Hollywood Rewind | Citizen Kane: The quintessential American experience

The reason we are still talking about Citizen Kane in the fag end of 2020 is because it is truly timeless. It is at once political and personal. The themes it dealt with were worldly but also felt so intimate and human.

Orson Welles’ directorial debut Citizen Kane, which he also co-wrote, co-produced and acted in, is regarded by many as the greatest movie of all time. I don’t know about the ‘greatest’ tag, but Citizen Kane is certainly a well-made movie far ahead of its times (it released in 1941). Film schools show the feature as a part of their curriculum, and one regularly hears reigning Hollywood stars claim it as the quintessential American movie experience. The second part is not far from the truth. Right from its structural frame, to the way it was written and shot, Citizen Kane is surely a one-of-a-kind movie. Its legacy has spread far and wide over the years. From the celebrated Lawrence of Arabia to The Godfather, the movie has left its imprints everywhere it could. It is said that the narrative structure of Lawrence of Arabia was influenced by the Orson Welles directorial, while the character of Charles Foster Kane has inspired several writers to churn out their own distorted, complex versions of the man.

Citizen Kane is also regarded as a semi-biographical movie as it is said to have drawn inspirations from a variety of real-life people, including the screenwriters themselves (Orson Welles and Herman J Mankiewicz). The movie traces the rise and fall of the megalomaniacal Kane, who grew up to be the richest man in the world and established a big business out of doing yellow journalism. The feature also throws light on the selfish ways he promoted himself in the world, not caring whose heart he stomped over. A significant portion of Citizen Kane shows the audience the kind of man Charles Foster Kane was in a marriage. He married twice and failed to keep the relationships alive. But what is perhaps most discussed is its opening scene, ‘the famous last words.’ In this beautiful sequence, we visit Kane on his deathbed, where he is holding a snow globe. Soon, Kane drops the globe and utters the word ‘Rosebud’ before he passes away. A reporter is assigned to find the meaning of Rosebud and why was it said by the important man during his last moments on earth. From thereon, Welles and his talented team showcase a compelling portrait of a lost, ambitious man.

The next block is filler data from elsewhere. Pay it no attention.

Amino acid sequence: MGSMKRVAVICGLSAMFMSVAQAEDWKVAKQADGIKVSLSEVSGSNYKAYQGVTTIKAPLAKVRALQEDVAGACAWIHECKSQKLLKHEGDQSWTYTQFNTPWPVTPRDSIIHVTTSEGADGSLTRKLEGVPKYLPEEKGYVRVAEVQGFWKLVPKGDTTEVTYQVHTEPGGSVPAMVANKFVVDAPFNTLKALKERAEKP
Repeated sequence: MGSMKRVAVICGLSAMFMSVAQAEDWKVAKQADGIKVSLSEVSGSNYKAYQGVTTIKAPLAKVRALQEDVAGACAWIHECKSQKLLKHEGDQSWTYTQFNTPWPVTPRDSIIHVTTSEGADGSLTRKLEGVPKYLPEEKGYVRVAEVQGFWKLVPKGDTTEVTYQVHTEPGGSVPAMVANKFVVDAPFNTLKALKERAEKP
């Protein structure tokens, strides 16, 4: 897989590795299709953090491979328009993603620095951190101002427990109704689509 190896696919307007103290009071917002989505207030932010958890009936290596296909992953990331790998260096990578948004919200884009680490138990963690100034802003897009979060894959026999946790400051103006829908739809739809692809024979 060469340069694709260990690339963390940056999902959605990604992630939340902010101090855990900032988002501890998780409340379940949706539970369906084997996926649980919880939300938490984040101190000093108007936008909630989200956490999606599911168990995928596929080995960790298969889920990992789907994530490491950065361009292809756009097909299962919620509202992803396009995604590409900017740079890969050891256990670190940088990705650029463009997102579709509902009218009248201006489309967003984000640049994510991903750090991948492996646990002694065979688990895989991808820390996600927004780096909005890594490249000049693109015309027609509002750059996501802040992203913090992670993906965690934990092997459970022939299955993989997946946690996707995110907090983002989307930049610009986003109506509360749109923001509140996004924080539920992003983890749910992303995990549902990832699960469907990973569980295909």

What is especially remarkable about Citizen Kane is the way Welles was willing to hire a mostly new team for his pet project. Needless to say, his instinct worked. But that’s not to say that there was not any chaos behind the scenes. Writing the script alone took so much out of Orson Welles and Herman J Mankiewicz. And even though the film picked up an Oscar in the Best Screenplay category, its credit is still being debated over. It is over this very debate that the new David Fincher directorial Mank is based upon. Mank tells the story of how Citizen Kane came into being, but from screenwriter Herman J Mankiewicz’s point of view. The reason Mank was made, the reason we are still talking about Citizen Kane in the fag end of 2020 is because it is truly timeless. It is at once political and personal. The themes it dealt with were worldly but also felt so intimate and human. It is because of this duality that the Orson Welles movie still endures. And Welles was what? Only 25-26 when he made the film. Even within the film, his character Kane ages from a young man in his 20s to someone in his 80s, and he still looked credible in every frame of the film. The art department, the camera work, the scripting, the acting, the editing, the music — everything was in perfect harmony. The puzzle fit together.

Long time ago, Orson Welles had said during his appearance on The Dick Cavett Show that he didn’t think Citizen Kane was a great movie and that movie-making could be learned in a day and a half. If not the greatest, then Citizen Kane is most certainly a ‘great’ movie. And if by any chance you are planning to watch Netflix’s Mank, you would do well to revisit this classic first.

Hollywood Rewind: Kill Bill Volume I | Terminator 2 Judgment Day | Titanic | Heat | Home Alone | Jerry Maguire | Brief Encounter | The Truman Show | The Deer Hunter | The Shining | Clueless | Ferris Bueller’s Day Off | Blue Velvet | Taxi Driver | The Lord of the Rings I | Zero Dark Thirty | The Godfather | Say Anything | Warm Bodies | Bright Star | Malcolm X | Stardust | Red Eye | Notting Hill | Fargo | The Virgin Suicides | The Breakfast Club | Enchanted | Walk the Line | Blood Diamond | Harry Potter and the Prisoner of Azkaban | Mortal Kombat | Bridges of Madison County | Edward Scissorhands | Breakfast at Tiffany’s | She’s Gotta Have It | Ever After | The Devil Wears Prada | The Matrix | Creed | Mulan | Ratatouille | Shutter Island | Her | Dead Poets Society | Sleepless in Seattle | Waitress | Pride and Prejudice | The Dark Knight | Before Sunset | School of Rock | About a Boy | A Few Good Men | 50/50 | Begin Again | Brooklyn | Drive | Chocolat | Batman Begins | 10 Things I Hate About You | The Departed | Freedom Writers | Pretty Woman | Dan in Real Life | Jurassic Park | Tangled | Meet Joe Black | Monster’s Ball | Eternal Sunshine of the Spotless Mind | You’ve Got Mail | Half Nelson | Fight Club | Doubt | American Psycho | Julie and Julia | Forrest Gump | The Silence of the Lambs | Finding Neverland | Roman Holiday| American History X | Tropic Thunder | Before Sunrise | Scent of a Woman | Finding Forrester | Sixteen Candles

Citizen Kane is available for streaming on YouTube.

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